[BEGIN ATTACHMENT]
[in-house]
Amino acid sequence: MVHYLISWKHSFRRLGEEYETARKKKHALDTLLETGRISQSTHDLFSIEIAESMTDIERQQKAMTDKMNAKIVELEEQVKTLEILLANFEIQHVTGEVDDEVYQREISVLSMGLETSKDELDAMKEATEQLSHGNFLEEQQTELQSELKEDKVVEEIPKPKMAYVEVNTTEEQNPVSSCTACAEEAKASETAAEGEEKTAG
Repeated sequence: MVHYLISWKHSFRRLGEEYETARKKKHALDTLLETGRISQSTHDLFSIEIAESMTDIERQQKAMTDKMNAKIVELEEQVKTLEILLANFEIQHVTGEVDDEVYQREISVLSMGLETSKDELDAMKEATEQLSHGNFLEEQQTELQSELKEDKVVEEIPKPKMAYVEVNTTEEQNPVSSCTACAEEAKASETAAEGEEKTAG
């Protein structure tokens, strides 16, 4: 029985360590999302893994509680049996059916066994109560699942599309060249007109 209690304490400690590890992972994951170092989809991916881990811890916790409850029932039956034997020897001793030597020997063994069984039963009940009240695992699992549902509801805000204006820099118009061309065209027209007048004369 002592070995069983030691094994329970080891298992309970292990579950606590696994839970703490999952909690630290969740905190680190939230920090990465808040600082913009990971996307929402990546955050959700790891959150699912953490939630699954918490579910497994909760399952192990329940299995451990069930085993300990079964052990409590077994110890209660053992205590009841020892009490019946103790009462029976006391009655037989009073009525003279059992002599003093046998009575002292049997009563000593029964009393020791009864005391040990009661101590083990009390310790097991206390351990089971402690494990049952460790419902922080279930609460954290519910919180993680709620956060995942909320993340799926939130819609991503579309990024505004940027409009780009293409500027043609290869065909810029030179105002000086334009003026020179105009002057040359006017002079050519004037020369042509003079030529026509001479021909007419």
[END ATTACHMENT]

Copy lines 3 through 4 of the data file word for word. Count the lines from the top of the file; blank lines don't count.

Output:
Repeated sequence: MVHYLISWKHSFRRLGEEYETARKKKHALDTLLETGRISQSTHDLFSIEIAESMTDIERQQKAMTDKMNAKIVELEEQVKTLEILLANFEIQHVTGEVDDEVYQREISVLSMGLETSKDELDAMKEATEQLSHGNFLEEQQTELQSELKEDKVVEEIPKPKMAYVEVNTTEEQNPVSSCTACAEEAKASETAAEGEEKTAG
């Protein structure tokens, strides 16, 4: 029985360590999302893994509680049996059916066994109560699942599309060249007109 209690304490400690590890992972994951170092989809991916881990811890916790409850029932039956034997020897001793030597020997063994069984039963009940009240695992699992549902509801805000204006820099118009061309065209027209007048004369 002592070995069983030691094994329970080891298992309970292990579950606590696994839970703490999952909690630290969740905190680190939230920090990465808040600082913009990971996307929402990546955050959700790891959150699912953490939630699954918490579910497994909760399952192990329940299995451990069930085993300990079964052990409590077994110890209660053992205590009841020892009490019946103790009462029976006391009655037989009073009525003279059992002599003093046998009575002292049997009563000593029964009393020791009864005391040990009661101590083990009390310790097991206390351990089971402690494990049952460790419902922080279930609460954290519910919180993680709620956060995942909320993340799926939130819609991503579309990024505004940027409009780009293409500027043609290869065909810029030179105002000086334009003026020179105009002057040359006017002079050519004037020369042509003079030529026509001479021909007419």